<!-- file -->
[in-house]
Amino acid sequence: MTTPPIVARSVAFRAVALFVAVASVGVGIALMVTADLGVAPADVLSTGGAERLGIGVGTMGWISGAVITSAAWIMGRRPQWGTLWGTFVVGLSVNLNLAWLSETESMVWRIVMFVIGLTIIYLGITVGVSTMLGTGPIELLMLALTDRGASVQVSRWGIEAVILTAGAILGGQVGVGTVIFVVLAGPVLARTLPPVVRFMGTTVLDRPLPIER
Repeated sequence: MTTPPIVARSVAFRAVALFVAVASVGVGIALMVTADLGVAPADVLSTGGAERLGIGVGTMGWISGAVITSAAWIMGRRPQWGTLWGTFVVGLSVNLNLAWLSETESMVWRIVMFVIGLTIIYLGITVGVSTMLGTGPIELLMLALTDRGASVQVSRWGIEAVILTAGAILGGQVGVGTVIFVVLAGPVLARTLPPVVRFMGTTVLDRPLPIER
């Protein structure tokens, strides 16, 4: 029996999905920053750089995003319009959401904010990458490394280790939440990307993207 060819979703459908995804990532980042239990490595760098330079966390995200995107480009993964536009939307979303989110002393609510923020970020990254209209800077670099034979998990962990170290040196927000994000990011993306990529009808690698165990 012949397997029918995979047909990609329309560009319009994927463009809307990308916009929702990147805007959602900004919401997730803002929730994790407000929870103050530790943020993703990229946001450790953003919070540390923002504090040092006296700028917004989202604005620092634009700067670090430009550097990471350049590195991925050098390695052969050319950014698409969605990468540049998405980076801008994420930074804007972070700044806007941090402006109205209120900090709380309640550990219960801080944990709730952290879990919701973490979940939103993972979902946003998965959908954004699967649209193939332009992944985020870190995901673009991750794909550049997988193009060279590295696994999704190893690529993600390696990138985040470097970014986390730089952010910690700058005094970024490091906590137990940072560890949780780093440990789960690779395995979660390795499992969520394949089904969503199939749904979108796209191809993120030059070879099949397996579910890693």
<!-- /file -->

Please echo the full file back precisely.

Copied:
[in-house]
Amino acid sequence: MTTPPIVARSVAFRAVALFVAVASVGVGIALMVTADLGVAPADVLSTGGAERLGIGVGTMGWISGAVITSAAWIMGRRPQWGTLWGTFVVGLSVNLNLAWLSETESMVWRIVMFVIGLTIIYLGITVGVSTMLGTGPIELLMLALTDRGASVQVSRWGIEAVILTAGAILGGQVGVGTVIFVVLAGPVLARTLPPVVRFMGTTVLDRPLPIER
Repeated sequence: MTTPPIVARSVAFRAVALFVAVASVGVGIALMVTADLGVAPADVLSTGGAERLGIGVGTMGWISGAVITSAAWIMGRRPQWGTLWGTFVVGLSVNLNLAWLSETESMVWRIVMFVIGLTIIYLGITVGVSTMLGTGPIELLMLALTDRGASVQVSRWGIEAVILTAGAILGGQVGVGTVIFVVLAGPVLARTLPPVVRFMGTTVLDRPLPIER
């Protein structure tokens, strides 16, 4: 029996999905920053750089995003319009959401904010990458490394280790939440990307993207 060819979703459908995804990532980042239990490595760098330079966390995200995107480009993964536009939307979303989110002393609510923020970020990254209209800077670099034979998990962990170290040196927000994000990011993306990529009808690698165990 012949397997029918995979047909990609329309560009319009994927463009809307990308916009929702990147805007959602900004919401997730803002929730994790407000929870103050530790943020993703990229946001450790953003919070540390923002504090040092006296700028917004989202604005620092634009700067670090430009550097990471350049590195991925050098390695052969050319950014698409969605990468540049998405980076801008994420930074804007972070700044806007941090402006109205209120900090709380309640550990219960801080944990709730952290879990919701973490979940939103993972979902946003998965959908954004699967649209193939332009992944985020870190995901673009991750794909550049997988193009060279590295696994999704190893690529993600390696990138985040470097970014986390730089952010910690700058005094970024490091906590137990940072560890949780780093440990789960690779395995979660390795499992969520394949089904969503199939749904979108796209191809993120030059070879099949397996579910890693």